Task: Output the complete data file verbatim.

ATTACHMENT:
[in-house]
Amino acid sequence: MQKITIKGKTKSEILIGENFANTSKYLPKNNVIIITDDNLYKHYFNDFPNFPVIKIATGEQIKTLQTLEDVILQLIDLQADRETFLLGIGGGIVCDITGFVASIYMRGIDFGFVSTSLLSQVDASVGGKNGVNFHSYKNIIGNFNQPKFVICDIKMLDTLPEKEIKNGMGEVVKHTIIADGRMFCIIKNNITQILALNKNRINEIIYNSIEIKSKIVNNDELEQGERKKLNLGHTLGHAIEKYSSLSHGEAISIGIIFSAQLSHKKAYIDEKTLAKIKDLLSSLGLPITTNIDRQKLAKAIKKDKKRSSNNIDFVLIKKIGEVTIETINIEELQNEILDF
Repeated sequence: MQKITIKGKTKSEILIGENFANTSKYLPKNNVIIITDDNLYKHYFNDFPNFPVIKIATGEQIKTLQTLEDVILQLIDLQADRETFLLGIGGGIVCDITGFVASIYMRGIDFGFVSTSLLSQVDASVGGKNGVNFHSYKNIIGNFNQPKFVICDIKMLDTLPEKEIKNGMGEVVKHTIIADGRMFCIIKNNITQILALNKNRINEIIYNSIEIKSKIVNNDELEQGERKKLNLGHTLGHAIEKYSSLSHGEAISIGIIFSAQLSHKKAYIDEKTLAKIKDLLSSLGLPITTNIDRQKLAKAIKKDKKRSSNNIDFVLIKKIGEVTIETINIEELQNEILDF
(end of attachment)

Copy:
[in-house]
Amino acid sequence: MQKITIKGKTKSEILIGENFANTSKYLPKNNVIIITDDNLYKHYFNDFPNFPVIKIATGEQIKTLQTLEDVILQLIDLQADRETFLLGIGGGIVCDITGFVASIYMRGIDFGFVSTSLLSQVDASVGGKNGVNFHSYKNIIGNFNQPKFVICDIKMLDTLPEKEIKNGMGEVVKHTIIADGRMFCIIKNNITQILALNKNRINEIIYNSIEIKSKIVNNDELEQGERKKLNLGHTLGHAIEKYSSLSHGEAISIGIIFSAQLSHKKAYIDEKTLAKIKDLLSSLGLPITTNIDRQKLAKAIKKDKKRSSNNIDFVLIKKIGEVTIETINIEELQNEILDF
Repeated sequence: MQKITIKGKTKSEILIGENFANTSKYLPKNNVIIITDDNLYKHYFNDFPNFPVIKIATGEQIKTLQTLEDVILQLIDLQADRETFLLGIGGGIVCDITGFVASIYMRGIDFGFVSTSLLSQVDASVGGKNGVNFHSYKNIIGNFNQPKFVICDIKMLDTLPEKEIKNGMGEVVKHTIIADGRMFCIIKNNITQILALNKNRINEIIYNSIEIKSKIVNNDELEQGERKKLNLGHTLGHAIEKYSSLSHGEAISIGIIFSAQLSHKKAYIDEKTLAKIKDLLSSLGLPITTNIDRQKLAKAIKKDKKRSSNNIDFVLIKKIGEVTIETINIEELQNEILDF